Well, for dev environments with a small number of nodes I prefer using a DaemonSet over a Deployment for managing the ingress Pods. This ensures that there will be an instance of our ingress proxy running on all nodes in the cluster and greatly simplifies configuring the DNS. We can just create an A record for every node! Otherwise we'd have to get fancier with placement and keep track of which nodes are configured to be ingress nodes. It's the "cattle not pets" philosophy.

Of course, if you have a large number of nodes it's probably a waste of resources to have them all running ingress proxies -- but if you're operating at that scale you'll probably be using a real load balancer anyway.

So to do this programatically we can use a tool called ytt. We can use ytt to apply the overlay below on top of what the NGINX Ingress Controller provides by default to transform a Deployment named ingress-nginx-controller into a valid DaemonSet.

Configuring Host Ports

We can also use this same overlay to update the containerPorts to include hostPorts so that the container can listen on port 80 and 443. This is necessary because we can't do any fancy port-forwarding with plain DNS, so the ingress proxy needs to be able to listen on the standard HTTP and HTTPS ports.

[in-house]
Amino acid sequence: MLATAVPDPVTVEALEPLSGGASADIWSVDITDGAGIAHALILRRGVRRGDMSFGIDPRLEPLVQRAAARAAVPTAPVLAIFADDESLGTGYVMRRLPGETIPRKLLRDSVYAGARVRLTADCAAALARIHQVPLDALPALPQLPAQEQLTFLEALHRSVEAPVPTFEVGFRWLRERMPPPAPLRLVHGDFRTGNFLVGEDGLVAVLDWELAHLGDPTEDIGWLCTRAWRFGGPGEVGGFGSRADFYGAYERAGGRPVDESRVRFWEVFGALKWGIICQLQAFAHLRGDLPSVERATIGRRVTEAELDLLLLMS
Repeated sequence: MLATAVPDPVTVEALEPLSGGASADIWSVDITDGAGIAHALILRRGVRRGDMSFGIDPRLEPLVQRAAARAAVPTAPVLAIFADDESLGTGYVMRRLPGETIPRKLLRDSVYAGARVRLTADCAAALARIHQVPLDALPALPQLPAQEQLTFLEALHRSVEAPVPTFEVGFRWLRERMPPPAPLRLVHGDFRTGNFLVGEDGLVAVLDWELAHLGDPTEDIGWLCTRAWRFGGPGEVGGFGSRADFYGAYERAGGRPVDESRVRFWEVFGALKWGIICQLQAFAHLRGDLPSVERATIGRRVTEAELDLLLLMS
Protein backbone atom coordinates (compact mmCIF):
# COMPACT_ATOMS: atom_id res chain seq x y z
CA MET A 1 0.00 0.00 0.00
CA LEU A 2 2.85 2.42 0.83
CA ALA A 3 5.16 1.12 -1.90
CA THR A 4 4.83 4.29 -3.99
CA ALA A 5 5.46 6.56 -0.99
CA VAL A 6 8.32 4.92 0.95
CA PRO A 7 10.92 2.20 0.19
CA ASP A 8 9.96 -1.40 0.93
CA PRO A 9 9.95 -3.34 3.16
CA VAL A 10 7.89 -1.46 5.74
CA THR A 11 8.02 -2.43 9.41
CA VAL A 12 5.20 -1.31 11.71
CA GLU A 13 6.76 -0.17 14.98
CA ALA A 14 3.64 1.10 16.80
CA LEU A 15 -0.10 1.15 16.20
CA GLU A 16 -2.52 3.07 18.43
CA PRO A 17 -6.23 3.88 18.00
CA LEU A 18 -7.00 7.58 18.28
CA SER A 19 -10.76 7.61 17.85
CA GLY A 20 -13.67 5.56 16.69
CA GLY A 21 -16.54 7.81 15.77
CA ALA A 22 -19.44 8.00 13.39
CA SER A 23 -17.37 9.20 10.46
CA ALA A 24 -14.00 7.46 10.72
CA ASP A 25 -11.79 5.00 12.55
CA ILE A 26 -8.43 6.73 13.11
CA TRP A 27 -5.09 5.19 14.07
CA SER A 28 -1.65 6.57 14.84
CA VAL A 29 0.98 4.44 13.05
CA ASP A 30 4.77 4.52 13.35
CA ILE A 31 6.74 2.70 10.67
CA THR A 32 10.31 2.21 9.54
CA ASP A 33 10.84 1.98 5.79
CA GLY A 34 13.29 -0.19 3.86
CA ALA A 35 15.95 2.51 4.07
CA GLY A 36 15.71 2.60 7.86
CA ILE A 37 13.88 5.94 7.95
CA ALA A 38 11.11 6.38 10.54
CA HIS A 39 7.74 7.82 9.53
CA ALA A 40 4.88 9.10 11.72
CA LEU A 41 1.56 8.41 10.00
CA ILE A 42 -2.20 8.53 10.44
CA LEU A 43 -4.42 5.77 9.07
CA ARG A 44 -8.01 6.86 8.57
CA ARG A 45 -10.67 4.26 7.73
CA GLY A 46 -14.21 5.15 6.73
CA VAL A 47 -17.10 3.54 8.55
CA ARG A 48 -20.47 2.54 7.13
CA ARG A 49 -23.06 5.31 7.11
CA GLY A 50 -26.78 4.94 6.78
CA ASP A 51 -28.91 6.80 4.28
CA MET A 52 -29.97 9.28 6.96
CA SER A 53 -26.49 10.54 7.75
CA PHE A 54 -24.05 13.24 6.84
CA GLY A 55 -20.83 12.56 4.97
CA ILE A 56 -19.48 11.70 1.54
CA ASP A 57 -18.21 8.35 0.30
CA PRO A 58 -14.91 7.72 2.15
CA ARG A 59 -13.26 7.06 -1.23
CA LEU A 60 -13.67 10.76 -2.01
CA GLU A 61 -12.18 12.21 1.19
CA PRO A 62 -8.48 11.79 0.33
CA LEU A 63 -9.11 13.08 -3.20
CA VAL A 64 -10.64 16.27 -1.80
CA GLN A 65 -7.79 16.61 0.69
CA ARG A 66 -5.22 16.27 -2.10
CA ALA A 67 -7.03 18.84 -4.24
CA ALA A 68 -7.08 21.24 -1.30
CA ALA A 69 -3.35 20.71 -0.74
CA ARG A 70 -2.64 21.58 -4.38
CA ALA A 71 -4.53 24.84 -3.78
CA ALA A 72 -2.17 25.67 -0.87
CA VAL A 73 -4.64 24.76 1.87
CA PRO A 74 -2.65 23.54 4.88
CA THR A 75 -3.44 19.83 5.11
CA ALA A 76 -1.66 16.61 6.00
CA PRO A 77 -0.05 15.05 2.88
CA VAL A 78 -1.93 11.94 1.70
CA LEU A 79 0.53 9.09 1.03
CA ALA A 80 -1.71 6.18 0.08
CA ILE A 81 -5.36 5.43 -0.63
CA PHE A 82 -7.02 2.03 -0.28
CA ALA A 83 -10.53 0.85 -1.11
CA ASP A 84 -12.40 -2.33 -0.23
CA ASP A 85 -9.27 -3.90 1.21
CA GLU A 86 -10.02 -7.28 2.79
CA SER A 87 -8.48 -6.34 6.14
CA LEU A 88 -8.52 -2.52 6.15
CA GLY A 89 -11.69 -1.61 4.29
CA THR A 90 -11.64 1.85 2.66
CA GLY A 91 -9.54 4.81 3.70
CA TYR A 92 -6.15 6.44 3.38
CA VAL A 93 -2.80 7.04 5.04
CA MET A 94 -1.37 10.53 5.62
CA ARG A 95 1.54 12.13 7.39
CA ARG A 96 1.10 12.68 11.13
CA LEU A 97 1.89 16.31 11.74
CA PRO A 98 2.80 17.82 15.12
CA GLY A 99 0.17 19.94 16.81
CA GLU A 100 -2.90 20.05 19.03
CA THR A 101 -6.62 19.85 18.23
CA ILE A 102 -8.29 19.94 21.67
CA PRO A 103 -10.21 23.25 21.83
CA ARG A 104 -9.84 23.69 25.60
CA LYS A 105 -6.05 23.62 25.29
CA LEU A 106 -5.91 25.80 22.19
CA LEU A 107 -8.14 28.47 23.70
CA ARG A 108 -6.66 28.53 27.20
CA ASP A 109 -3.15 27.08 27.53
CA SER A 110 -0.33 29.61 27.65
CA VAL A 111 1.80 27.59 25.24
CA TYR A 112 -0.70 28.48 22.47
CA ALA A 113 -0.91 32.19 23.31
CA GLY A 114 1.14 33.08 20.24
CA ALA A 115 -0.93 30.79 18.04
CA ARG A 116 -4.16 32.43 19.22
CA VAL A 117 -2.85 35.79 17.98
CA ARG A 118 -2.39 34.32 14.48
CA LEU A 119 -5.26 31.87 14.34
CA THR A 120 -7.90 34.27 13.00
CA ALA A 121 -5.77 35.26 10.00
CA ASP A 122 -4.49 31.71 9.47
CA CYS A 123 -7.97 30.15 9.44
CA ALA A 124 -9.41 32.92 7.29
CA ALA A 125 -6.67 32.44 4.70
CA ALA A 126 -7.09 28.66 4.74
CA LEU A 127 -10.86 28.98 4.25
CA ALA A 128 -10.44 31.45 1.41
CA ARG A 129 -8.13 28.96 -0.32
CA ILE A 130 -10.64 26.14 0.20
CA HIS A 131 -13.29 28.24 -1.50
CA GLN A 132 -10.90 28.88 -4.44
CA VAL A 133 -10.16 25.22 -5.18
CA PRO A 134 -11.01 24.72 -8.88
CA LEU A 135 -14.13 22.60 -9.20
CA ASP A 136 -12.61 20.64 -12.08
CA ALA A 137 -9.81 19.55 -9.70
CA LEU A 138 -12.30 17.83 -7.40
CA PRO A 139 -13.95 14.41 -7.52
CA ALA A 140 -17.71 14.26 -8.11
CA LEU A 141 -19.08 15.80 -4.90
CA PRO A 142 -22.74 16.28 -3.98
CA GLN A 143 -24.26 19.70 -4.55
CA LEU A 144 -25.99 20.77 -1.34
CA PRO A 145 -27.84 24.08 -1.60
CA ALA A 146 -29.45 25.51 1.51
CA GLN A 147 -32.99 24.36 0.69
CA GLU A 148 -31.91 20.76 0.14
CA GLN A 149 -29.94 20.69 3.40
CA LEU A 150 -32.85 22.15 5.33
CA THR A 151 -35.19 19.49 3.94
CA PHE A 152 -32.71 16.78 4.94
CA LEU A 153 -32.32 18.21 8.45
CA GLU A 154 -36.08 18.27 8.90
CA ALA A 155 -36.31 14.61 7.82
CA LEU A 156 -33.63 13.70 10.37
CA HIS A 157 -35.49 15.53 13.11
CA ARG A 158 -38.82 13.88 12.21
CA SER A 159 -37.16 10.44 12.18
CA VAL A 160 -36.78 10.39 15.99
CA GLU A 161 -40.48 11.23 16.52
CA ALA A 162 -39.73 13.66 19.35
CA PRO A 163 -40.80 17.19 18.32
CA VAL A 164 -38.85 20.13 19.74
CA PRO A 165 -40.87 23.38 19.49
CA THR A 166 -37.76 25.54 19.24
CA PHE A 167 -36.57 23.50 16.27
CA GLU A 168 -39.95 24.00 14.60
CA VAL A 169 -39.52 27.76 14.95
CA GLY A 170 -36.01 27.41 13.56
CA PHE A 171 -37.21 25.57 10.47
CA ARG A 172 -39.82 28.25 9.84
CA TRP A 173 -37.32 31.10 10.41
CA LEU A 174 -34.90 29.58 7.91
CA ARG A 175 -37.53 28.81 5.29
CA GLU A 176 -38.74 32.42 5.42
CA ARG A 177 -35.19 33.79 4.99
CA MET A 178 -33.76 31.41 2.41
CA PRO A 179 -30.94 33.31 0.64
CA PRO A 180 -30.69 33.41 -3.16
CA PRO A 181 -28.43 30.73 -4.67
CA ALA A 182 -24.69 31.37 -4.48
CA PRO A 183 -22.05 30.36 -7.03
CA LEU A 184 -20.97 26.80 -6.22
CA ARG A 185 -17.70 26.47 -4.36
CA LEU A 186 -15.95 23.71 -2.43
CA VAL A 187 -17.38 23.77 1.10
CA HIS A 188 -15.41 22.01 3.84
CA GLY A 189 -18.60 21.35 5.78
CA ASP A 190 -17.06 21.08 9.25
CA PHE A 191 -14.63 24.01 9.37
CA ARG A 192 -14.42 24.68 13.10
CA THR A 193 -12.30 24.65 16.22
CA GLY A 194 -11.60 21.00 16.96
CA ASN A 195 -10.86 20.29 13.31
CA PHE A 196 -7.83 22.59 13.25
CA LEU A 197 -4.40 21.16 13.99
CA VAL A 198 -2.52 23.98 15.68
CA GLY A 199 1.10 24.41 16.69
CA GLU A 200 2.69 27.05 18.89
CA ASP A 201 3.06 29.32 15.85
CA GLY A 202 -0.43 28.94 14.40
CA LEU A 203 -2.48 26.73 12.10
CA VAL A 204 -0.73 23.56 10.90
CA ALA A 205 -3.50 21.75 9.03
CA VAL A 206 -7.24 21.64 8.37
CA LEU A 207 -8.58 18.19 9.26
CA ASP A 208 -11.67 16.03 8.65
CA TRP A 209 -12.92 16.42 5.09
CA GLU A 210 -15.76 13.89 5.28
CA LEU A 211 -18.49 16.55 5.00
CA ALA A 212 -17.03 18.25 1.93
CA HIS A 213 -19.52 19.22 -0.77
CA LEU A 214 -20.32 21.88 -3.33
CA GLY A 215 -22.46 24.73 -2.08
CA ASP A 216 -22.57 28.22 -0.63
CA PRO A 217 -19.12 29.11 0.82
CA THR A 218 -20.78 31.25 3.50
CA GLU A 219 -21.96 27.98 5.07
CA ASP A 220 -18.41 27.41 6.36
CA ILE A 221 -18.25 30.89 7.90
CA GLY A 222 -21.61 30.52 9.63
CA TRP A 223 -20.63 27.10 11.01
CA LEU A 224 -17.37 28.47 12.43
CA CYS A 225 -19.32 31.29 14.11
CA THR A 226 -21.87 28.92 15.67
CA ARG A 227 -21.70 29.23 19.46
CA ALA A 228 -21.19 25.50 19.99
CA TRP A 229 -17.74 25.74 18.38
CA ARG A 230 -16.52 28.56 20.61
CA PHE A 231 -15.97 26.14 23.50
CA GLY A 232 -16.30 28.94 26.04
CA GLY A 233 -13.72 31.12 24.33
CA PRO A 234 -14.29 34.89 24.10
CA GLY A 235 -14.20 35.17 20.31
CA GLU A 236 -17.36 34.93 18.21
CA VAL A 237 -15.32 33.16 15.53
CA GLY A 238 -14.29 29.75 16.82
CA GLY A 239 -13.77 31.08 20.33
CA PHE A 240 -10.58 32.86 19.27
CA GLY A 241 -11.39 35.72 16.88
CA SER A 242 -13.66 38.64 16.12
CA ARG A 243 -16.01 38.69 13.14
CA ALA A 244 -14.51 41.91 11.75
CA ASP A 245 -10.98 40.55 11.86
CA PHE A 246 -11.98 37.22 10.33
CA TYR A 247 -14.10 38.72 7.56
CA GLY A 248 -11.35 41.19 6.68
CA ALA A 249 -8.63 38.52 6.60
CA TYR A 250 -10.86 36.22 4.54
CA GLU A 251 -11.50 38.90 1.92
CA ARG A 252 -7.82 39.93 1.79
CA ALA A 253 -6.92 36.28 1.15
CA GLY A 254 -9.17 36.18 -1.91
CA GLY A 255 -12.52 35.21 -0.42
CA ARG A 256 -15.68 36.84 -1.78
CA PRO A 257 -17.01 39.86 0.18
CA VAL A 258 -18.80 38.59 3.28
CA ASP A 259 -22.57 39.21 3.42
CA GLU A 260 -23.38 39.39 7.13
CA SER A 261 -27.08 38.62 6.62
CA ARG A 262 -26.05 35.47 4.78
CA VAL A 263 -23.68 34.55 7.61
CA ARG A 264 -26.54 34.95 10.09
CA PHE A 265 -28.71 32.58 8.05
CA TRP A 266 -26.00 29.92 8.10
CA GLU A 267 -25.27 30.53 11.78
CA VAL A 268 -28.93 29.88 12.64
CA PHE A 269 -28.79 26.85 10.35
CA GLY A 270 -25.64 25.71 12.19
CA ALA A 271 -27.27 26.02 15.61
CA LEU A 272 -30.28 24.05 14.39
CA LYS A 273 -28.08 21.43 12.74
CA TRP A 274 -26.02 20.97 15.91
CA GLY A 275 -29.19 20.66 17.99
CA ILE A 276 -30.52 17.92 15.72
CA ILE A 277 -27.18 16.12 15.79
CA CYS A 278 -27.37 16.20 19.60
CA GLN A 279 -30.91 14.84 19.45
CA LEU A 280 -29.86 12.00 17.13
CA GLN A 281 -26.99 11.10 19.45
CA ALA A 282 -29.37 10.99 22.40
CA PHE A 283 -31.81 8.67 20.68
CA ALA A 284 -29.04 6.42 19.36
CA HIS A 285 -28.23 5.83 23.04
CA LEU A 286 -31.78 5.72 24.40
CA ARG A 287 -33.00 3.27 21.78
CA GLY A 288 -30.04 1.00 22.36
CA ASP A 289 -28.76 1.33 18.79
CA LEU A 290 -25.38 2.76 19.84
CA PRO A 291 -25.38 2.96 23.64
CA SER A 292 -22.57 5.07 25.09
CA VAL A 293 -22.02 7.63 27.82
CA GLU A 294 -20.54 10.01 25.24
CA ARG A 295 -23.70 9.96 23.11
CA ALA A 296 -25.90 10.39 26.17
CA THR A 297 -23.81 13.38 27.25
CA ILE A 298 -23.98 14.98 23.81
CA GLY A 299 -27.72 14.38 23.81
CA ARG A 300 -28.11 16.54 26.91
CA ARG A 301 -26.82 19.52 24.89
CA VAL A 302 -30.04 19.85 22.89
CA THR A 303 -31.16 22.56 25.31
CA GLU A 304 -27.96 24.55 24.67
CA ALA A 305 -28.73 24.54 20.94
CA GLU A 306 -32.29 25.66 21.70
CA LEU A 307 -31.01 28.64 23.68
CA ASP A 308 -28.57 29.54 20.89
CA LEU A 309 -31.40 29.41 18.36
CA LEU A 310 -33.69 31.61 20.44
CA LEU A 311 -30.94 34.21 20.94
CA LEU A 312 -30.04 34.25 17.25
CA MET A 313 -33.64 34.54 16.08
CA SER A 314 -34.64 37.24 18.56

#@ load("@ytt:overlay", "overlay")

#@overlay/match by=overlay.subset({"kind": "Deployment", "metadata":{"name":"ingress-nginx-controller"}}),expects=1
---
#@overlay/replace
kind: DaemonSet
spec:
  #@overlay/match missing_ok=True
  updateStrategy:
    rollingUpdate:
      maxUnavailable: 1
  template:
    spec:
      containers:
      #@overlay/match by=overlay.subset({"name":"controller"}),expects=1
      - ports:
        #@overlay/match by=overlay.subset({"containerPort":80}),expects=1
        - containerPort: 80
          #@overlay/match missing_ok=True
          hostPort: 80
        #@overlay/match by=overlay.subset({"containerPort":443}),expects=1
        - containerPort: 443
          #@overlay/match missing_ok=True
          hostPort: 443

So if we save this overlay to a file -- let's call it /tmp/nginx-deployment-to-daemonset.yaml -- we can apply it as so:

ytt -f https://raw.githubusercontent.com/kubernetes/ingress-nginx/master/deploy/static/provider/cloud/deploy.yaml \
-f /tmp/nginx-deployment-to-daemonset.yaml \
--ignore-unknown-comments=true

Like I said earlier, though. If you're using Contour it's done this already for you so you can skip this part.

Converting a LoadBalancer Service into a NodePort Service

This next step you'll likely need to do regardless of what Ingress Controller you chose. Any pesky LoadBalancer services will need to be transformed into NodePort services. Everything we've done so far will all still work with a LoadBalancer Service, but since the whole point is not to waste money on one, we've got to convert it.